The Chinese digital sphere is insulated by the ‘Great Firewall’, which jealously guards the country’s online domain. But within it, control has been less exacting than it should have have been, leading to reports of rampant violation of online privacy and questionable data practices. Now, the country has cracked the whip on unscrupulous use of data with a new privacy law. Here’s what you need to know.
What Does China’s Data Privacy Law Say?
The final version of the regulations — called the Personal Information Protection Law (PIPL) — was passed by China’s National People’s Congress in August but has not been released yet. Set to reportedly come into effect on November 1, the law is similar to most private data protection regimes around the world, including the landmark General Data Protection Regulation (GDPR) of the European Union (EU).
Like the EU law, and the one that is in the works in India, PIPL not only covers Chinese entities but also any firm located outside the country that uses or stores data of Chinese citizens.
According to news agency Reuters, the law spells out the conditions for the collection of private data and lays “out guidelines for ensuring data protection when data is transferred outside the country". It also introduces provisions for obtaining users’ consent for data collection.
Much like the Indian Personal Data Protection (PDP) Bill — that is being examined by a joint committee of Parliament — the Chinese law mandates companies to “designate an individual in charge of personal information protection". The PDP Bill talks about a data protection officer who, among other things, will “act as the point of contact for the data principal (who is the owner of the data) for the purpose of raising grievances".
PIPL also lays down that companies may not deny services to people who refuse to share certain data, unless collecting such data is crucial to its business.
Why Has It Been Brought In?
China had in June this year passed what is known as its Data Security Law (DSL) which, experts say, “addresses data of all types with perhaps more emphasis on the handling of non-personal information". Taken together with PIPL, it represents the most concerted efforts by China so far to create a system for protecting personal data, even though the country is alleged to run massive electronic surveillance networks to track its citizens.
The state-run Xinhua news agency said that PIPL also requires prominent signs to be set up at public places where image acquisition and personal identification equipment is installed, “stipulating that the collected images and identification information can only be used for safeguarding public security".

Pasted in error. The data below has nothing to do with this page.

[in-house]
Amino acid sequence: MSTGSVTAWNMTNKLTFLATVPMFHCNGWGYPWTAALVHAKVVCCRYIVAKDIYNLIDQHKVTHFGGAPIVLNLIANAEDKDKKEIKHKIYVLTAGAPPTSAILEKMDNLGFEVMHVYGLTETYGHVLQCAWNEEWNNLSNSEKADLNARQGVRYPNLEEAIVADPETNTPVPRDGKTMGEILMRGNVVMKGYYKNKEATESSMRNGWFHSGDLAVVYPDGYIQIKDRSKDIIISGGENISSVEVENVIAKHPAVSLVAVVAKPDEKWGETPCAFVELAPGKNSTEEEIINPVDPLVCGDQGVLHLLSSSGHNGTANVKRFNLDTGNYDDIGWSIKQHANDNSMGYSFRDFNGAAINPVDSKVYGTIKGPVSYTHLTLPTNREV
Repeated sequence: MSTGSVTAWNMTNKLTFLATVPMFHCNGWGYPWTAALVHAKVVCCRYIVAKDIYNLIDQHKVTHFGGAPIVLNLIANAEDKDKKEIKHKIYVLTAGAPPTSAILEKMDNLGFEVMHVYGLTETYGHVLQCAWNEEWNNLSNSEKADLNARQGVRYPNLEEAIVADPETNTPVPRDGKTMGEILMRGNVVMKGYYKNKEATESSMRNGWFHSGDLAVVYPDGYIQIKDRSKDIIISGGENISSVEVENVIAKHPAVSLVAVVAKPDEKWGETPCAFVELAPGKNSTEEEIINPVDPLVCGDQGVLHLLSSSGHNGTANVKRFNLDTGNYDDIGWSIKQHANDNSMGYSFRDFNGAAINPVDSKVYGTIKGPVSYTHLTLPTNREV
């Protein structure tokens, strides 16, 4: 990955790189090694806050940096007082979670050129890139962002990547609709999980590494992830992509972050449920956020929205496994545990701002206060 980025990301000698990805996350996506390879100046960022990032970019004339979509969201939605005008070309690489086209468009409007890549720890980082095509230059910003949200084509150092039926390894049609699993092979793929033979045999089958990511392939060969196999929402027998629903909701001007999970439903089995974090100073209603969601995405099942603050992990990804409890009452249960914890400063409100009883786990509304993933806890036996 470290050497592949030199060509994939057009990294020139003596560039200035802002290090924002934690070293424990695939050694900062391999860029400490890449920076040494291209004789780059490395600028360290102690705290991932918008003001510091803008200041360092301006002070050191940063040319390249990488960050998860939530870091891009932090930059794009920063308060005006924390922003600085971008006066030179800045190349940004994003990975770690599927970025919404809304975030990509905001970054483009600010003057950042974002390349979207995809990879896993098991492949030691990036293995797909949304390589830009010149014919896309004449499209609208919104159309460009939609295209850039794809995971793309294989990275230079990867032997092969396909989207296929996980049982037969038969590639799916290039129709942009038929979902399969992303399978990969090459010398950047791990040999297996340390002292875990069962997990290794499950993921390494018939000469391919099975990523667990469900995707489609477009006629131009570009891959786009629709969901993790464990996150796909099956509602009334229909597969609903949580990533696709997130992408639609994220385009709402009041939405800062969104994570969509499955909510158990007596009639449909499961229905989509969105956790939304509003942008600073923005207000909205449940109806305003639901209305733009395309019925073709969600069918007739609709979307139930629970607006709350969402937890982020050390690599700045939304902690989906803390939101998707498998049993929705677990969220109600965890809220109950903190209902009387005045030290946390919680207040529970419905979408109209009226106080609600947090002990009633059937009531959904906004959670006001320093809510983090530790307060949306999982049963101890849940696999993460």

Experts said that the law also paves the way for friction with the US. The EU’s GDPR has already seen strict actions and hefty fines on US-based tech giants. While the likes of Google and Facebook are not allowed to operate in China, the rules brought in by Beijing potentially creates grounds for any US company that uses data of Chinese citizens.
In fact, a report as part of the DigiChina Project, based at the Stanford University Cyber Policy Centre, said that “because China is such an important market, its data rules have major implications for international businesses that deal with China in a number of ways" and that “almost every major corporation in the world will need a China PIPL compliance strategy".
What Does The Law Mean For The Chinese Tech Giants?
China has of late been cracking the whip on its tech giants and a variety of state and consumer organisations have kept coming up with rules and advisories to regulate their operations. In January this year, the China Consumers Association came out with a statement slamming tech firms for “bullying" consumers into making purchases and promotions.
China’s State Administration for Market Regulation (SAMR) has scripted rules to foster fair competition while its Ministry of Industry and Information Technology has issued a warning to 43 apps after finding they were illegally transferring user data.
CNBC reported that Chinese stepped up actions against tech companies after forcing cancellation of Alibaba-owber Ant Group’s initial public offering in November last year. It added that SAMR has recently fined Alibaba $2.8 billion in an anti-monopoly investigation.
The law proposes fine of up to 50 million yuan (US$7.74 million), or up to five per cent of annual turnover of the company violating the PIPL. The fine is similar to the one laid down under GDPR, which is €20 million, or 4% of the firm’s worldwide annual revenue from the preceding financial year, whichever amount is higher.
Reports said that the new regulations — and the fears of more to follow — have already dented investor confidence and Chinese tech stocks have hit new lows on the back of the passage of the PIPL. Exchanges in Hong Kong and the Chinese mainland have lost over half a trillion dollars in the wake of the new laws.